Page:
Critically acclaimed writer Amy Bloom ’75 has been appointed as the Kim-Frank Family University Writer in Residence. The appointment, effective July 1, will last four years, during which she will teach two courses each year and advise several theses in creative writing, according to Krishna Winston, Dean of the Arts and Humanities. Both courses for the 2010-2011 academic year will be offered in the spring.
“Bloom’s appointment is a wonderful opportunity for students at Wesleyan, and it’s part of President [Michael] Roth and the University’s broad commitment to supporting students across the University who are interested in writing,” said Professor Anne Greene, Director of Writing Programs.
Bloom is known for her fiction and nonfiction writing, as well as her projects for television. Her most recent novel “Away” and her new collection of short stories, “Where the God of Love Hangs Out,” have both been best sellers. She has been a nominee for the National Book Award and the National Book Critics Circle Award, and was the recipient of the National Magazine Award.
Bloom was selected on the basis of her literary reputation, Roth’s own admiration of her work, and, according to Winston, the “lucky coincidence that she lives in Connecticut, in fact, just one town over from Middletown.” The position of Kim-Frank Family University Writer in Residence is being supported by John Frank ’78 P’12 and his wife, Diann Kim.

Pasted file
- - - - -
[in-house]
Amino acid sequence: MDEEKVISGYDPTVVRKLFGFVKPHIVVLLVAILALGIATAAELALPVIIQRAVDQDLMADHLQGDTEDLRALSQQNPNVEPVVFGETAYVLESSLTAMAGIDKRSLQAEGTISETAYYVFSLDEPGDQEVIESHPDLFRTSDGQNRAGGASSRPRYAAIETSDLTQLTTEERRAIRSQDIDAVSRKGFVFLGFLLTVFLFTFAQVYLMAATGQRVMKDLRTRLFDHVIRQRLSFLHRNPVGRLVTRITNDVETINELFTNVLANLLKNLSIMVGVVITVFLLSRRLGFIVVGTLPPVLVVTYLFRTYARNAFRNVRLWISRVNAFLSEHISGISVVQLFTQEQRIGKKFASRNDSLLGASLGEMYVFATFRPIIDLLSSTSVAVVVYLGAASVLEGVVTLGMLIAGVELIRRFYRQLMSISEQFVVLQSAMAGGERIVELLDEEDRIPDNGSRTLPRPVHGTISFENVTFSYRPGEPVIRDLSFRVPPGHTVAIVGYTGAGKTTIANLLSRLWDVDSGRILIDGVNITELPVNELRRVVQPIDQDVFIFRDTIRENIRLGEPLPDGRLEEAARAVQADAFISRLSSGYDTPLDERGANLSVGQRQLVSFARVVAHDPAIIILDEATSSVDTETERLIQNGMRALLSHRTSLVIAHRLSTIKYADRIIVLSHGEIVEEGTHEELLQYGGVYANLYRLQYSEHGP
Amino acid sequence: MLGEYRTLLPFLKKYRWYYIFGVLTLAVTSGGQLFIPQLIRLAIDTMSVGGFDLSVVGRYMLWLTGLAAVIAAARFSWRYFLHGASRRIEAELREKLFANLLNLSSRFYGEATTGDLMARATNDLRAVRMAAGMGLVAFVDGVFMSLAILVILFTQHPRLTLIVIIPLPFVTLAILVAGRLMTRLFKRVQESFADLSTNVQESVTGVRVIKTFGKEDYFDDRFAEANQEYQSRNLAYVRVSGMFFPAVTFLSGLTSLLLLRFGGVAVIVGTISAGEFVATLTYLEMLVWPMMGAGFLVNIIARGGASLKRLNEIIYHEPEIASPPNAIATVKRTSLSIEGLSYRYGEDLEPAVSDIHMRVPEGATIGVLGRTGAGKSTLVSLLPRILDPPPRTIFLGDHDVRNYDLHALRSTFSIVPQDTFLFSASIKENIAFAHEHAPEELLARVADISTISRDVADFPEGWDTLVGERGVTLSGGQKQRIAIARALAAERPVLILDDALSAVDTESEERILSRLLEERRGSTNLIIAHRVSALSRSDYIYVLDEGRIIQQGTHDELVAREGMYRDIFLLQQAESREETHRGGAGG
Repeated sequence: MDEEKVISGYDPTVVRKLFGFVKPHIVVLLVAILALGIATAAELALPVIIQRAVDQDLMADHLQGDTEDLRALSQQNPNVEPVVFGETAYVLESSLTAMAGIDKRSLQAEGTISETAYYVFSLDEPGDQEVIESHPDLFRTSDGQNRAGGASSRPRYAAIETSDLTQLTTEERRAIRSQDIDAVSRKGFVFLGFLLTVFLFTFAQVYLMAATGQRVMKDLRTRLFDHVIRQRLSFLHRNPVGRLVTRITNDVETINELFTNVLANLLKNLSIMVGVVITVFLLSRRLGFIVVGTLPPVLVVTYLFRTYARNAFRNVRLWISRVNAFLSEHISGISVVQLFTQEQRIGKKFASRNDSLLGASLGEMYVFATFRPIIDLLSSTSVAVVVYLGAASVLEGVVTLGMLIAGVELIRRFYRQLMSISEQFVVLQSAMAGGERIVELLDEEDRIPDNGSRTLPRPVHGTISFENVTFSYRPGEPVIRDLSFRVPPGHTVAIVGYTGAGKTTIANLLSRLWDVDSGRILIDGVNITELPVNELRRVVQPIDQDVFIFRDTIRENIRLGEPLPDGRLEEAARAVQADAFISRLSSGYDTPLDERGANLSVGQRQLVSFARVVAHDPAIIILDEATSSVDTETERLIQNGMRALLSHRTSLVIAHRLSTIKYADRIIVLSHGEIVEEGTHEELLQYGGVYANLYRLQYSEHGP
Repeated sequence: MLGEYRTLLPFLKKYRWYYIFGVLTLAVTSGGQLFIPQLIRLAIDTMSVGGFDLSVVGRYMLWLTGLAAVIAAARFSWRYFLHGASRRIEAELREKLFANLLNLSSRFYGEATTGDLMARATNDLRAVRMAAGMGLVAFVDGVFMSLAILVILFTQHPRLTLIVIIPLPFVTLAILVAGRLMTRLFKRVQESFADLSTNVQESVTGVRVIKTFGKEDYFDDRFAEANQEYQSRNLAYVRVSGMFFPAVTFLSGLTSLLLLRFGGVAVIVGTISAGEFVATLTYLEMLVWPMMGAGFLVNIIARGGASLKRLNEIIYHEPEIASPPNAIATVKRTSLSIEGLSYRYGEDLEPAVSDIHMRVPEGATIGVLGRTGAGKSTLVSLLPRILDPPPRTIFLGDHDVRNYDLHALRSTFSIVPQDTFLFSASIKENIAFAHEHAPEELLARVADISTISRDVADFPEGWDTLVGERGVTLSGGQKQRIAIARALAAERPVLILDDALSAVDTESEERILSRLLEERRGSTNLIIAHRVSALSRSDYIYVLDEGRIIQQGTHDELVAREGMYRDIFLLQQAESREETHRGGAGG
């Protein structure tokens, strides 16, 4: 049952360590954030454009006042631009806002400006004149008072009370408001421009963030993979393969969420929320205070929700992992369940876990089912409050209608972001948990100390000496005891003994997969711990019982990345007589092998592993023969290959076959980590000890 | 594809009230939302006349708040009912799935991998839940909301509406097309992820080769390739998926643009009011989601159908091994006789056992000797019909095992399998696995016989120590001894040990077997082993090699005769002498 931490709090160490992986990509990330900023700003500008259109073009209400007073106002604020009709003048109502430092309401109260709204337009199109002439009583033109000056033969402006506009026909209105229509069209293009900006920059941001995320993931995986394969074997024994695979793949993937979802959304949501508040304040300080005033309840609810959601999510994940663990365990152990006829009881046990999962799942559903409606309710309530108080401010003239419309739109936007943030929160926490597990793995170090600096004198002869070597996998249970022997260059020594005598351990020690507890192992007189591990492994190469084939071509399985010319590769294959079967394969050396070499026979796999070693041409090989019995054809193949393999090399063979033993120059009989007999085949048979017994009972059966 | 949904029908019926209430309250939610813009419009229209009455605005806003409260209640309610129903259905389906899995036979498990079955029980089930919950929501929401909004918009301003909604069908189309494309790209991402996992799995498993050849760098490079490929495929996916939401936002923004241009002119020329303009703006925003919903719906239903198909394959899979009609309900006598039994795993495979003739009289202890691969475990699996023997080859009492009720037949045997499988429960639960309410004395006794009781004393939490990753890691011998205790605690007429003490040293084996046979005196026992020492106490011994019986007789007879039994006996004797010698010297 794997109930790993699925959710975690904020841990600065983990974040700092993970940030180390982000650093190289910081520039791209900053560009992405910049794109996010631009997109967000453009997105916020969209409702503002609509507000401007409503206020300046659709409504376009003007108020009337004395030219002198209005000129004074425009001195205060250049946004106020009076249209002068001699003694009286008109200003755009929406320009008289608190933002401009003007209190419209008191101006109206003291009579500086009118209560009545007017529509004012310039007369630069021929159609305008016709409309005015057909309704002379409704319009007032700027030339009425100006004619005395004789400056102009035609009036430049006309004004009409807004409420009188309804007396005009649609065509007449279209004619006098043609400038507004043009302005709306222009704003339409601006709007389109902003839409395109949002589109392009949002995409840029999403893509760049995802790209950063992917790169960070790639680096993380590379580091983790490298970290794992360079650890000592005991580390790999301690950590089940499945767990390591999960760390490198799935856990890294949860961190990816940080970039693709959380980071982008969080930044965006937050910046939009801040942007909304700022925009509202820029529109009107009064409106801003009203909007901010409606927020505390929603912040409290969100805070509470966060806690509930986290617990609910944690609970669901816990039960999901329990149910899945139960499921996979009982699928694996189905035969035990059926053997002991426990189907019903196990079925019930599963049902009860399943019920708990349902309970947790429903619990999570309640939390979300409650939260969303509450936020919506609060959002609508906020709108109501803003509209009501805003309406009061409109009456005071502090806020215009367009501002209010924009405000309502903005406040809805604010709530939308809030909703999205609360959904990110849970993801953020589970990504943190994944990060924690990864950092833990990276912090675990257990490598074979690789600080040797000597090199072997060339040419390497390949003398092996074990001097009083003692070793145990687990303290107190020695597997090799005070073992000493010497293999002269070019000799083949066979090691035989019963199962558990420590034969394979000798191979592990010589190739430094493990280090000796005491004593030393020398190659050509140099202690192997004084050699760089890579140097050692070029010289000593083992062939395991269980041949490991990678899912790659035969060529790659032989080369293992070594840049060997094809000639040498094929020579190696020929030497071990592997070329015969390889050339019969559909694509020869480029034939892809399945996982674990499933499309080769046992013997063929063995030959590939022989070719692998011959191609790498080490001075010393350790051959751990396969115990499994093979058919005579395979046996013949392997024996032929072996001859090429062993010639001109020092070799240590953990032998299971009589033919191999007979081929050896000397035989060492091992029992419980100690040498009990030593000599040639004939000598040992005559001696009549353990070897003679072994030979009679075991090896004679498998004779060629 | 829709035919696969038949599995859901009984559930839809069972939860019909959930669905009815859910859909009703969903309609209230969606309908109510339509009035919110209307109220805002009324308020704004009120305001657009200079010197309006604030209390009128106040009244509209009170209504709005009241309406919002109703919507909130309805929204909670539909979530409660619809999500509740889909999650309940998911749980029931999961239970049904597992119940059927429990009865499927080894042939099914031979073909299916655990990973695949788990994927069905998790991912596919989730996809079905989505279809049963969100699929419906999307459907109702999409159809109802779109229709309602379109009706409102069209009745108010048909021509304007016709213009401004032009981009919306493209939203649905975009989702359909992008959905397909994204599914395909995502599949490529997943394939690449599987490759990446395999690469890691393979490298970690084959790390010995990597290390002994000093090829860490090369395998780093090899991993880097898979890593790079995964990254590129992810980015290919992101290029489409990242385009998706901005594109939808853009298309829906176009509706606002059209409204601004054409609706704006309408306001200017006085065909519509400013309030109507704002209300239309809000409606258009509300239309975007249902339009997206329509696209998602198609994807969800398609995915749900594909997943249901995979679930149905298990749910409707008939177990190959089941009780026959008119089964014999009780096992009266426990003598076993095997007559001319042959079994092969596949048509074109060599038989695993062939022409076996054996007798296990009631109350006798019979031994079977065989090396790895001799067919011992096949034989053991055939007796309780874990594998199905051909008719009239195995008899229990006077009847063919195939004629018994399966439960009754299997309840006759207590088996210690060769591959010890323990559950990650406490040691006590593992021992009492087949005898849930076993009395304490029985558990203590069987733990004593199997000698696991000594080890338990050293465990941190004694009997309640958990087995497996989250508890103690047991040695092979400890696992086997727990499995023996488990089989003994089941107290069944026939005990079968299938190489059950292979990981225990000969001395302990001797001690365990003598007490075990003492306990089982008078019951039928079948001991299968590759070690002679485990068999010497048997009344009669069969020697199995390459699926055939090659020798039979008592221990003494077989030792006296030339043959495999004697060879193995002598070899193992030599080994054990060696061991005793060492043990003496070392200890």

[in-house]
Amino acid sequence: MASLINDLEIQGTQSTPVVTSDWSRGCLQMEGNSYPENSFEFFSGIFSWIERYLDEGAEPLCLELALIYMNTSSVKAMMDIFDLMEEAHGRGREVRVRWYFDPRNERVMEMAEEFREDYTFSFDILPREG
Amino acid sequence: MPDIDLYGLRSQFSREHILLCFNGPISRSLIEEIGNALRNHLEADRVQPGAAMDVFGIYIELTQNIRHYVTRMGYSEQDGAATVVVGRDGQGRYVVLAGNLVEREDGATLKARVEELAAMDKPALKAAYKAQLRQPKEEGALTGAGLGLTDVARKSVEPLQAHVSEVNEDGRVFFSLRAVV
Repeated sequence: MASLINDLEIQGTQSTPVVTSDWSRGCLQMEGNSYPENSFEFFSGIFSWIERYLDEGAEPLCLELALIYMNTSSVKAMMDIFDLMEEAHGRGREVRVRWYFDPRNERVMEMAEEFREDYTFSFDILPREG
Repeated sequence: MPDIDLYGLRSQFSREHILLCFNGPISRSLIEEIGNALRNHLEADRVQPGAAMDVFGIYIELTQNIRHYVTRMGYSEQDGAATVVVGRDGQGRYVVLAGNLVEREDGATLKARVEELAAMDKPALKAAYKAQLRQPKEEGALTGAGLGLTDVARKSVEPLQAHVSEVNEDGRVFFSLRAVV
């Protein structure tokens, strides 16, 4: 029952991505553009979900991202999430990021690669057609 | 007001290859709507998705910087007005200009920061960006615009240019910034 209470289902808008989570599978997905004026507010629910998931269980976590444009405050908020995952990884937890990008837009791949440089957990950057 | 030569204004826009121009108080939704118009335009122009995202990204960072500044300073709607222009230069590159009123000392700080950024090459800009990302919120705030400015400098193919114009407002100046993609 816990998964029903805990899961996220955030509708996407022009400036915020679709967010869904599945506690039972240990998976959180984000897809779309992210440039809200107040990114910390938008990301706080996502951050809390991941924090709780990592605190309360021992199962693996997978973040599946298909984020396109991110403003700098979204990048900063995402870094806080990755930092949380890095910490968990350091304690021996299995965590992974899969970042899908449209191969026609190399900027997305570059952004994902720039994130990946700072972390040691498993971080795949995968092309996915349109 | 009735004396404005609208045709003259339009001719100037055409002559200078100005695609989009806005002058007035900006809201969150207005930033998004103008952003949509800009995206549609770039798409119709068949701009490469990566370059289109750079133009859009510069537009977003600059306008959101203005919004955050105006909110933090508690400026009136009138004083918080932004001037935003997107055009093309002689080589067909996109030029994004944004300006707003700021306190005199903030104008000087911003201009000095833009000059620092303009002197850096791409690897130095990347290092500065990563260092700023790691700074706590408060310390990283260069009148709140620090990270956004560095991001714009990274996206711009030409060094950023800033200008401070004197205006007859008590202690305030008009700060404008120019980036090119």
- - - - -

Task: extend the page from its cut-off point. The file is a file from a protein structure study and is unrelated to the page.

As a member of the faculty appointed in the Writing Programs, Bloom’s courses will be cross-listed in several departments and programs. She will be teaching fiction writing and a course on writing for television in the spring, according to Greene.
“I hope to be Sherpa and a guide, and an assistant to people who are interested in what they’re writing,” Bloom said in an interview with The Argus. “I hope to be the Lucy cartoon in Charlie Brown, you know, ‘the doctor is in.’”
Bloom’s office will be in the Shapiro Creative Writing Center located in the Allbritton building.
“I am excited about having her housed [in Allbritton] because the other offices have been occupied by visiting writers who typically come to campus only a few days a week,” Winston said. “Having a writer who is really in residence will help us realize the potential of the Writing Center to be a gathering place for people interested in writing as a way of life and thought.”
Bloom currently teaches Advanced Fiction Writing and Writing for Children at Yale University, where she is a Senior Lecturer in the Department of English. She taught at Wesleyan once before, nearly two decades ago, and is looking forward to returning to her old stomping grounds.
“I take the position of University Writer in Residence very seriously,” Bloom said. “Anyone who has a question about prose, I hope they’ll come to me.”